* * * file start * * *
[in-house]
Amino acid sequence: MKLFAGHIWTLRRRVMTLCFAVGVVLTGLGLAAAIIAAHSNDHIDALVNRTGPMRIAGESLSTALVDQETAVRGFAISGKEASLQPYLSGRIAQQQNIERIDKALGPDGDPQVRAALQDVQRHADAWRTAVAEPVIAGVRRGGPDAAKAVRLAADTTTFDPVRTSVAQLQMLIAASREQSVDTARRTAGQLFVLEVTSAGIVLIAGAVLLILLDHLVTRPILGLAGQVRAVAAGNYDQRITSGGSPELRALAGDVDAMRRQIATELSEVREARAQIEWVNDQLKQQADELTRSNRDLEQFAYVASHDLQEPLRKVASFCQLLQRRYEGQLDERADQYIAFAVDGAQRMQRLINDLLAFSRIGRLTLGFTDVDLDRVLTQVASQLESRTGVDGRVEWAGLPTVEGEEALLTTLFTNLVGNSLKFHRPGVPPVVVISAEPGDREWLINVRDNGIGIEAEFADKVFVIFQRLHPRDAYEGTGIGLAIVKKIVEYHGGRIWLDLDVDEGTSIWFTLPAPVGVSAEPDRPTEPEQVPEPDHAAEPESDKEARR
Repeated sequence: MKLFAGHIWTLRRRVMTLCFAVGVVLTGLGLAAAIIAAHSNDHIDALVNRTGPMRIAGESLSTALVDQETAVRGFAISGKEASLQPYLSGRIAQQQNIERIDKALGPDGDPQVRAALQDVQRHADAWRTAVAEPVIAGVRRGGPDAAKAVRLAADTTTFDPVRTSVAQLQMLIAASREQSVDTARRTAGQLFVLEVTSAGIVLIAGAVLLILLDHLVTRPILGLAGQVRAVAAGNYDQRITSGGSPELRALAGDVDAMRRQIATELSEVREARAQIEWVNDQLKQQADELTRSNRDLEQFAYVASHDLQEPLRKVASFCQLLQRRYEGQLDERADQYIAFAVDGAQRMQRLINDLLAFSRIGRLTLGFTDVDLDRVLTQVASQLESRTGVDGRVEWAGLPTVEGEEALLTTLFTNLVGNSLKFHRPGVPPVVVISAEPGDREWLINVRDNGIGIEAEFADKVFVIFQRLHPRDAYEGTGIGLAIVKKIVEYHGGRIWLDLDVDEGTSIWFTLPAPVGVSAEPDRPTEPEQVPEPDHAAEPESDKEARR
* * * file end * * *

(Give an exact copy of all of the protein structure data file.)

[in-house]
Amino acid sequence: MKLFAGHIWTLRRRVMTLCFAVGVVLTGLGLAAAIIAAHSNDHIDALVNRTGPMRIAGESLSTALVDQETAVRGFAISGKEASLQPYLSGRIAQQQNIERIDKALGPDGDPQVRAALQDVQRHADAWRTAVAEPVIAGVRRGGPDAAKAVRLAADTTTFDPVRTSVAQLQMLIAASREQSVDTARRTAGQLFVLEVTSAGIVLIAGAVLLILLDHLVTRPILGLAGQVRAVAAGNYDQRITSGGSPELRALAGDVDAMRRQIATELSEVREARAQIEWVNDQLKQQADELTRSNRDLEQFAYVASHDLQEPLRKVASFCQLLQRRYEGQLDERADQYIAFAVDGAQRMQRLINDLLAFSRIGRLTLGFTDVDLDRVLTQVASQLESRTGVDGRVEWAGLPTVEGEEALLTTLFTNLVGNSLKFHRPGVPPVVVISAEPGDREWLINVRDNGIGIEAEFADKVFVIFQRLHPRDAYEGTGIGLAIVKKIVEYHGGRIWLDLDVDEGTSIWFTLPAPVGVSAEPDRPTEPEQVPEPDHAAEPESDKEARR
Repeated sequence: MKLFAGHIWTLRRRVMTLCFAVGVVLTGLGLAAAIIAAHSNDHIDALVNRTGPMRIAGESLSTALVDQETAVRGFAISGKEASLQPYLSGRIAQQQNIERIDKALGPDGDPQVRAALQDVQRHADAWRTAVAEPVIAGVRRGGPDAAKAVRLAADTTTFDPVRTSVAQLQMLIAASREQSVDTARRTAGQLFVLEVTSAGIVLIAGAVLLILLDHLVTRPILGLAGQVRAVAAGNYDQRITSGGSPELRALAGDVDAMRRQIATELSEVREARAQIEWVNDQLKQQADELTRSNRDLEQFAYVASHDLQEPLRKVASFCQLLQRRYEGQLDERADQYIAFAVDGAQRMQRLINDLLAFSRIGRLTLGFTDVDLDRVLTQVASQLESRTGVDGRVEWAGLPTVEGEEALLTTLFTNLVGNSLKFHRPGVPPVVVISAEPGDREWLINVRDNGIGIEAEFADKVFVIFQRLHPRDAYEGTGIGLAIVKKIVEYHGGRIWLDLDVDEGTSIWFTLPAPVGVSAEPDRPTEPEQVPEPDHAAEPESDKEARR